Although coffee took an hour to prepare over the propane stove, we were fed and caffeinated, and took off in search of a trailhead marked on our map. Our destination ended up being an hour away, but the hike itself was beautiful, and we lunched by (or, some of us, in) a creek.

Sweaty and smellier than before, we made our way back to civilization, to the town of Los Olivos, which, it turns out, is home to about 50 tasting rooms, and proceeded to wine taste.

We began at Qupe, a winery I was excited to see because their Marsanne did quite well at the store last year. We were immediately put off, however, as they saw the size of our group (and most likely, noted our appearance and scent) and tried to shunt us off to the back room. The tasting, however, was lovely, and we proceeded to Alta MariaDragonette Cellars, and finally, Stolpman. We had a great time up until our final destination; pourers were friendly and admired our attempt to combine camping and winetasting, giving us extra pours, offering advice.

Stolpman was an entirely different experience. It was apparent that the gentleman behind the counter was tired of pouring and that we had come way too close to the 5 pm closing time, and his impatience combined with the building rambunctiousness of our group had a disastrous effect. Instead of composing ourselves, completing the tasting and going home, several of our members let their instincts and personal needs take over, and before you knew it, board shorts became short shorts, an already deep v-neck was ripped into something that resembled Andy Samberg’s belly-button baring shirt, and planters became benches. All in all, we exited Los Olivos quickly but triumphantly, and returned to our campsite, pausing quickly to frolick in a field before settling in for our last night.

Bacon-wrapped hotdogs completely redeemed the cook, and we exhausted our stores of scary stories and marshmallows, turning in for one last, and much warmer, night. We packed up and left much faster than anticipated the following morning, and made it back to Los Olivos market for our first encounter with running water since Saturday morning, and a quick breakfast that lasted for several hours and included a couple bottles of champagne. The return trip to Thousand Oaks was not the fast drive of Saturday morning, and we managed to listen to Carly Rae Jepsen’s Call Me Maybe at least 20 times. Although I was thankful that we made the trip without any serious incident (there are a few fears of poison oak, and quite a few scrapes and bruises), I already miss the party van, though the scent of campfire lingers on.

Winetasting is one of my favorite activities. Perhaps this is because I grew up with wine- my father works for a wine distribution company and my childhood was peppered with his tastings and winery visits. Wine is an art, an expression of culture and agriculture, the past and the present, the land and the winemaker.

Two summers ago, my high school best friend and I backpacked through Italy. We did not have a plan, but met in Rome with the vague intention of working our way either north, to Cinque Terre, or south, to the Amalfi Coast. Since Cinque Terre offered more stopping points along the way, we took that route, and only realized that we were in Chianti after a few days in Siena. Since both of us are lovers of vino, we decided that we should make an effort to taste. I emailed my dad, with the hope that he would respond with a list of winemakers who would love to take us on a tour, but was met with the sad response that all of his connections were at the beach, as it was August after all, and really, isn’t that where we should be?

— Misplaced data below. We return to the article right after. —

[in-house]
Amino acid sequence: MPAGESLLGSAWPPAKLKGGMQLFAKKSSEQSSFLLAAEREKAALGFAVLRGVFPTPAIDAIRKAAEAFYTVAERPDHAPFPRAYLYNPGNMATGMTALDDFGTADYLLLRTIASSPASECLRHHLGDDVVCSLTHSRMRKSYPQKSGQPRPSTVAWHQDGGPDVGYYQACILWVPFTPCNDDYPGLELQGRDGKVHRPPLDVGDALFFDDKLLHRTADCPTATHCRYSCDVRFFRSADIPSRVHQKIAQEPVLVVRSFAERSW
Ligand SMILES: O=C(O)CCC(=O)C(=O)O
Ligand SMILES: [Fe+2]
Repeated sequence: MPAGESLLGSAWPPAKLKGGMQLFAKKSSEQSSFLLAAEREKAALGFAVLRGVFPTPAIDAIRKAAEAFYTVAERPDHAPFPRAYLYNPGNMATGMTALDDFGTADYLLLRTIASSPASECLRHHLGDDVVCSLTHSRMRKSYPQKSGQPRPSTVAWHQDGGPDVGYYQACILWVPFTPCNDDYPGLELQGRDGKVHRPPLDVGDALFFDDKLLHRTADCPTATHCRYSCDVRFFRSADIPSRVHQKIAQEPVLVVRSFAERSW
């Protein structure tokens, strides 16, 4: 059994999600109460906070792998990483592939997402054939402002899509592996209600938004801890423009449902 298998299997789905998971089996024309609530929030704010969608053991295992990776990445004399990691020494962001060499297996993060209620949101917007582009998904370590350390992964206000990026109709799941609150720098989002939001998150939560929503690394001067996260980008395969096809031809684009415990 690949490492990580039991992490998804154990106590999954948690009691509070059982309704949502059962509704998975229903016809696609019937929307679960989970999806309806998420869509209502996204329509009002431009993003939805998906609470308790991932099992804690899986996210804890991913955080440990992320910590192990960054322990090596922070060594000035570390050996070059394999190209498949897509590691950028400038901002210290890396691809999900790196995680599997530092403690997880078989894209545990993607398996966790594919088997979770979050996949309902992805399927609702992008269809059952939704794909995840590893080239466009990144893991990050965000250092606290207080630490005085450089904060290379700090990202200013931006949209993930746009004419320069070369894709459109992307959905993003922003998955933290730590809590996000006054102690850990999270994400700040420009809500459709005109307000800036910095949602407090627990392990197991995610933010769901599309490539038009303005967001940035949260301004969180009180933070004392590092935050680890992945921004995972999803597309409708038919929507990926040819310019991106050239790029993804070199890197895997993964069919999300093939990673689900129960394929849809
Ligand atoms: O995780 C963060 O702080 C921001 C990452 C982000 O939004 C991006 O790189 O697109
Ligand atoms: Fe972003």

On a whim, I emailed a woman I’d worked for the previous summer, one of the Senior VPs of the company (and also, coincidentally, a Wellesley woman!), and we found this approach far more successful. On our last night in Siena, I got a call with details of what bus to take from Florence, and the promise that he, Tim, the winemaker, would be there to pick us up.

We made our way north to Florence, and then hopped on a local bus. Although the bus was filled with the sort of local color you expect, and stopped every five minutes, the hour-long journey itself was so beautiful, it seemed photoshopped.

The winemaker was indeed there to pick us up, and he was the sort of big-hearted, fatherly American that any travel-weary 21-year old would be thrilled to see. He drove us to the winery, Il Molino di Grace, (which literally means “Windmill of Grace”), regaling us with tales of living in Panzano as a transplant American, the history of the hundreds-year old vines, the Etruscan paths that run through the property.

We finally reached the winery, full of the sort of rustic beauty that you expect in Tuscany, and began our tour, including the barrel and tasting rooms. I’ve always loved barrel rooms, but this one was truly fantastic, long and dark, reminiscent of the history that Tim had told us about.

I’m not sure how many wines we opened that day, but the Sangioveses and Chianti Classicos flowed freely. Tim took us back to the bus stop, where we wandered the tiny village, and wondered what other gems we were missing out on because they were not large enough to have their own hostel, for Greve in Chianti was truly one of the most charming towns I have ever visited.